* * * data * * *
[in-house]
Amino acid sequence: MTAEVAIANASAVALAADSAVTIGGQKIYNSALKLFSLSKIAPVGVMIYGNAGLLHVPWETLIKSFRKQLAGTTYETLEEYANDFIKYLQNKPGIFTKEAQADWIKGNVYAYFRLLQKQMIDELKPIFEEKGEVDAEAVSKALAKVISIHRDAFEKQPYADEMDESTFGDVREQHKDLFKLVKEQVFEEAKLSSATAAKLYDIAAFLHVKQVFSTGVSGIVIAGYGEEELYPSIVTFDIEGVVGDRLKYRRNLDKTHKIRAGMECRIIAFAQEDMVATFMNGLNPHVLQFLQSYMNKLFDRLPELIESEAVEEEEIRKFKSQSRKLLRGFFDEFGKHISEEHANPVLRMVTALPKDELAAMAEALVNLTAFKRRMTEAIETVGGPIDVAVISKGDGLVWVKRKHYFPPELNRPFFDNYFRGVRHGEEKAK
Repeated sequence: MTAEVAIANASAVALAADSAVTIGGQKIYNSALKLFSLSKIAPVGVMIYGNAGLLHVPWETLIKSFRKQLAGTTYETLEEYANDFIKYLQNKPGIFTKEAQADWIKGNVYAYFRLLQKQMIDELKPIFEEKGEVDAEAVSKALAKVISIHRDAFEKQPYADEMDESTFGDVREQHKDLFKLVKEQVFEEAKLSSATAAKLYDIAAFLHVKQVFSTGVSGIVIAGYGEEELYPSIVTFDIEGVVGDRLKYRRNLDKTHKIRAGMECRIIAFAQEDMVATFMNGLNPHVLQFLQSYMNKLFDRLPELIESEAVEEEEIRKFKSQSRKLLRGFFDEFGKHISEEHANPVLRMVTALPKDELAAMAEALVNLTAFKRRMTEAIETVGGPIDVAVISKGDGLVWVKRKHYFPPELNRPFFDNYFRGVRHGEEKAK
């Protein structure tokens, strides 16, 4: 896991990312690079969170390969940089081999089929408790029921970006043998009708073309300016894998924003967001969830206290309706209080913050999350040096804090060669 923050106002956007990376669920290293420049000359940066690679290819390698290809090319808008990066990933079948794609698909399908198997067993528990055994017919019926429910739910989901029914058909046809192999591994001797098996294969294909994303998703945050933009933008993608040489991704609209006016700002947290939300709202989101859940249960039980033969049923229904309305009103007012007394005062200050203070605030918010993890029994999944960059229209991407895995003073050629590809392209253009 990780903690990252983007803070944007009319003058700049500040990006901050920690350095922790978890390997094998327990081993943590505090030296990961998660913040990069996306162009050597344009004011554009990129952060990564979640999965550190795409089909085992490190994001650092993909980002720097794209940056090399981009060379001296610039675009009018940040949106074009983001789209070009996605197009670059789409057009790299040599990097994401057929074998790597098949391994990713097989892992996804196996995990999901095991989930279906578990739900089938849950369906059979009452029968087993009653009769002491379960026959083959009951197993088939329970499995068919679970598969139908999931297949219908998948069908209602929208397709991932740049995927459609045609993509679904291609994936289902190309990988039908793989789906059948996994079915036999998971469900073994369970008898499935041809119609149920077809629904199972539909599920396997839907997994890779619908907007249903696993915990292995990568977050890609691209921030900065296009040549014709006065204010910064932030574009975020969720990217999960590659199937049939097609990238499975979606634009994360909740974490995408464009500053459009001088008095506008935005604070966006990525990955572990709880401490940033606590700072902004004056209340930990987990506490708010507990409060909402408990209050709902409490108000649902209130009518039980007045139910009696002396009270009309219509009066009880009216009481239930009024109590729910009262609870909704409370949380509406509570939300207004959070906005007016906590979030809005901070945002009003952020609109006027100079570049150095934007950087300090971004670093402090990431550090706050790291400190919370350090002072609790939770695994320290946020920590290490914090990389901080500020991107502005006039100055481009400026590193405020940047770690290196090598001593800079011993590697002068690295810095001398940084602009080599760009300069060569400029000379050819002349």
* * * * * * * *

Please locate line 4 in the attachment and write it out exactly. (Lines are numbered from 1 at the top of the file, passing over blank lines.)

């Protein structure tokens, strides 16, 4: 896991990312690079969170390969940089081999089929408790029921970006043998009708073309300016894998924003967001969830206290309706209080913050999350040096804090060669 923050106002956007990376669920290293420049000359940066690679290819390698290809090319808008990066990933079948794609698909399908198997067993528990055994017919019926429910739910989901029914058909046809192999591994001797098996294969294909994303998703945050933009933008993608040489991704609209006016700002947290939300709202989101859940249960039980033969049923229904309305009103007012007394005062200050203070605030918010993890029994999944960059229209991407895995003073050629590809392209253009 990780903690990252983007803070944007009319003058700049500040990006901050920690350095922790978890390997094998327990081993943590505090030296990961998660913040990069996306162009050597344009004011554009990129952060990564979640999965550190795409089909085992490190994001650092993909980002720097794209940056090399981009060379001296610039675009009018940040949106074009983001789209070009996605197009670059789409057009790299040599990097994401057929074998790597098949391994990713097989892992996804196996995990999901095991989930279906578990739900089938849950369906059979009452029968087993009653009769002491379960026959083959009951197993088939329970499995068919679970598969139908999931297949219908998948069908209602929208397709991932740049995927459609045609993509679904291609994936289902190309990988039908793989789906059948996994079915036999998971469900073994369970008898499935041809119609149920077809629904199972539909599920396997839907997994890779619908907007249903696993915990292995990568977050890609691209921030900065296009040549014709006065204010910064932030574009975020969720990217999960590659199937049939097609990238499975979606634009994360909740974490995408464009500053459009001088008095506008935005604070966006990525990955572990709880401490940033606590700072902004004056209340930990987990506490708010507990409060909402408990209050709902409490108000649902209130009518039980007045139910009696002396009270009309219509009066009880009216009481239930009024109590729910009262609870909704409370949380509406509570939300207004959070906005007016906590979030809005901070945002009003952020609109006027100079570049150095934007950087300090971004670093402090990431550090706050790291400190919370350090002072609790939770695994320290946020920590290490914090990389901080500020991107502005006039100055481009400026590193405020940047770690290196090598001593800079011993590697002068690295810095001398940084602009080599760009300069060569400029000379050819002349």